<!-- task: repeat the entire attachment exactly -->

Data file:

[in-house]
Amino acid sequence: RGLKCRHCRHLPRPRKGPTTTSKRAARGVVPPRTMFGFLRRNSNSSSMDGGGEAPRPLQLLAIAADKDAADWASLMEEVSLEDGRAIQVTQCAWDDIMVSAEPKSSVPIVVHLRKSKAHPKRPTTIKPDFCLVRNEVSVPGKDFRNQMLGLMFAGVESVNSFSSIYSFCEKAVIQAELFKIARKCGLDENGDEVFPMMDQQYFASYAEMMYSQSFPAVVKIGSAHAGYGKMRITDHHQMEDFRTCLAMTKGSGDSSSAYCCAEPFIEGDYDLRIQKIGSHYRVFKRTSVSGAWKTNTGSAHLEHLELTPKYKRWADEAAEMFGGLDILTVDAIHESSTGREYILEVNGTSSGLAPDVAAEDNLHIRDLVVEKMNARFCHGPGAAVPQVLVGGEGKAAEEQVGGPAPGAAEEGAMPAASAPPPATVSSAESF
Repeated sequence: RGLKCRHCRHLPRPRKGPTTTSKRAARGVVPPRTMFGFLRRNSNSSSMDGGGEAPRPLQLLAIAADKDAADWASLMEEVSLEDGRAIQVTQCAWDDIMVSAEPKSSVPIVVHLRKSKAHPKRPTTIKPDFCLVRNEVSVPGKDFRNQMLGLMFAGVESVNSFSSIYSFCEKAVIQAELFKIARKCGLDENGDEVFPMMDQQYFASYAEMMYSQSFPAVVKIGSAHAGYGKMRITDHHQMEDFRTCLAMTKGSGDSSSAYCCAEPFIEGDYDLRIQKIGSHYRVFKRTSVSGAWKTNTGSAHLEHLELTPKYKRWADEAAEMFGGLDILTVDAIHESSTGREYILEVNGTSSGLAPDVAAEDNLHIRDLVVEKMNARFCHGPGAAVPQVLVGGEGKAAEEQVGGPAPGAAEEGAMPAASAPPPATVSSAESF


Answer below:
[in-house]
Amino acid sequence: RGLKCRHCRHLPRPRKGPTTTSKRAARGVVPPRTMFGFLRRNSNSSSMDGGGEAPRPLQLLAIAADKDAADWASLMEEVSLEDGRAIQVTQCAWDDIMVSAEPKSSVPIVVHLRKSKAHPKRPTTIKPDFCLVRNEVSVPGKDFRNQMLGLMFAGVESVNSFSSIYSFCEKAVIQAELFKIARKCGLDENGDEVFPMMDQQYFASYAEMMYSQSFPAVVKIGSAHAGYGKMRITDHHQMEDFRTCLAMTKGSGDSSSAYCCAEPFIEGDYDLRIQKIGSHYRVFKRTSVSGAWKTNTGSAHLEHLELTPKYKRWADEAAEMFGGLDILTVDAIHESSTGREYILEVNGTSSGLAPDVAAEDNLHIRDLVVEKMNARFCHGPGAAVPQVLVGGEGKAAEEQVGGPAPGAAEEGAMPAASAPPPATVSSAESF
Repeated sequence: RGLKCRHCRHLPRPRKGPTTTSKRAARGVVPPRTMFGFLRRNSNSSSMDGGGEAPRPLQLLAIAADKDAADWASLMEEVSLEDGRAIQVTQCAWDDIMVSAEPKSSVPIVVHLRKSKAHPKRPTTIKPDFCLVRNEVSVPGKDFRNQMLGLMFAGVESVNSFSSIYSFCEKAVIQAELFKIARKCGLDENGDEVFPMMDQQYFASYAEMMYSQSFPAVVKIGSAHAGYGKMRITDHHQMEDFRTCLAMTKGSGDSSSAYCCAEPFIEGDYDLRIQKIGSHYRVFKRTSVSGAWKTNTGSAHLEHLELTPKYKRWADEAAEMFGGLDILTVDAIHESSTGREYILEVNGTSSGLAPDVAAEDNLHIRDLVVEKMNARFCHGPGAAVPQVLVGGEGKAAEEQVGGPAPGAAEEGAMPAASAPPPATVSSAESF